fair1 (fâr) KEY
faired, fair·ing, fairs
fair off Chiefly Southern U.S. or up
fair and square
Middle English, from Old English fæger, lovely, pleasant
fair1, just1, equitable, impartial, unprejudiced, unbiased, objective, dispassionate
These adjectives mean free from favoritism, self-interest, or preference in judgment. Fair is the most general: a fair referee; a fair deal. Just stresses conformity with what is legally or ethically right or proper: "a just and lasting peace" (Abraham Lincoln). Equitable implies justice dictated by reason, conscience, and a natural sense of what is fair: an equitable distribution of gifts among the children. Impartial emphasizes lack of favoritism: "the cold neutrality of an impartial judge" (Edmund Burke). Unprejudiced means without preconceived opinions or judgments: an unprejudiced evaluation of the proposal. Unbiased implies absence of a preference or partiality: gave an unbiased account of her family problems. Objective implies detachment that permits impersonal observation and judgment: an objective jury. Dispassionate means free from or unaffected by strong emotions: a dispassionate reporter. See also Synonyms at average, beautiful.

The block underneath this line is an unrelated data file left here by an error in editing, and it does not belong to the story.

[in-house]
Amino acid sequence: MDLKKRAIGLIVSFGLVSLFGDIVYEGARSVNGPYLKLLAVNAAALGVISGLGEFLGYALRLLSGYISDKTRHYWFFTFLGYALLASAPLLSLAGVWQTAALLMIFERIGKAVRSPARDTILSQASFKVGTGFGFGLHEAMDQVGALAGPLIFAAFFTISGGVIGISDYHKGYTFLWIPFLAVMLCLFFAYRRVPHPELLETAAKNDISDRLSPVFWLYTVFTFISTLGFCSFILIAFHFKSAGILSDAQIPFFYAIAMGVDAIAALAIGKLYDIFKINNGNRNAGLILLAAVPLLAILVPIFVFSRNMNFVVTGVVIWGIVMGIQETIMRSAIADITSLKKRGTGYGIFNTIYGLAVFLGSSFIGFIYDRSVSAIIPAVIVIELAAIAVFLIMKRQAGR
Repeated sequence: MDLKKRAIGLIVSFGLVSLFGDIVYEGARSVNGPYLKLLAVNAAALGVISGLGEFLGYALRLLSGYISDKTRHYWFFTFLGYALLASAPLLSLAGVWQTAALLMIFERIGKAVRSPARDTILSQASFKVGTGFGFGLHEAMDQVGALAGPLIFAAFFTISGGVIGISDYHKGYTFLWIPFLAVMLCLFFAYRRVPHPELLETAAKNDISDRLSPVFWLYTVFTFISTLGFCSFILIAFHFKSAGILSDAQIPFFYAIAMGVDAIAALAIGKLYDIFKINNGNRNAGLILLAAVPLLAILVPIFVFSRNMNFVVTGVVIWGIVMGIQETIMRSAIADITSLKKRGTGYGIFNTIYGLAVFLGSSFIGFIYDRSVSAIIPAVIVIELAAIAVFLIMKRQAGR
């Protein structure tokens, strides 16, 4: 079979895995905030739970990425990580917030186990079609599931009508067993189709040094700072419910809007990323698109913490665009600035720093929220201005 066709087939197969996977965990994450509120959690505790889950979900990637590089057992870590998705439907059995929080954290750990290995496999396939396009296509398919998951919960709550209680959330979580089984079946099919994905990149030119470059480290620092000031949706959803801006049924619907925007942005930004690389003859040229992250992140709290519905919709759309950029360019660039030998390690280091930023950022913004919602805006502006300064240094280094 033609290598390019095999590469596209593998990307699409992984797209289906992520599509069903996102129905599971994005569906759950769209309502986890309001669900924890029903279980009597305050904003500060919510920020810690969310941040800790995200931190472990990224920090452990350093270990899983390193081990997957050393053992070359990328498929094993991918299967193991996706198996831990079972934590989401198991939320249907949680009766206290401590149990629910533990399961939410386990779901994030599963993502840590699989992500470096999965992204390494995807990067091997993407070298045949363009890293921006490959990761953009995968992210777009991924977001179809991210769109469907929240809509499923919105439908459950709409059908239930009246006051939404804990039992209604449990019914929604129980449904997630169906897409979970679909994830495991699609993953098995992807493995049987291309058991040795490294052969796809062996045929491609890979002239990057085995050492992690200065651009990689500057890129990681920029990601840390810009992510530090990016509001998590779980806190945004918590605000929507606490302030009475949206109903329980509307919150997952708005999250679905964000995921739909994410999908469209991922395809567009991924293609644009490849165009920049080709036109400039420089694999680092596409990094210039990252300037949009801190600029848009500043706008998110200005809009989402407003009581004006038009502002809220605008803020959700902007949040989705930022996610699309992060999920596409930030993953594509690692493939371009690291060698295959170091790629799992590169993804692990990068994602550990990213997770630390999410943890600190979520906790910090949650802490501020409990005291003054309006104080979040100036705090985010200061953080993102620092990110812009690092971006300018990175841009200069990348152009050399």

American folk speech puts Standard English to shame in its wealth of words for describing weather conditions. When the weather goes from fair to cloudy, New Englanders say that it's "breedin' up a storm" (Maine informant in the Linguistic Atlas of New England). If the weather is clear, however, a New Englander might call it open. Southern fair off and fair up, meaning "to become clear," were originally Northeastern terms and were brought to the South as settlement expanded southward and westward. They are now "regionalized to the South," according to Craig M. Carver, author of American Regional Dialects. These phrases may have prompted the coining of milding and milding down, noted respectively in Texas and Virginia by the Dictionary of American Regional English.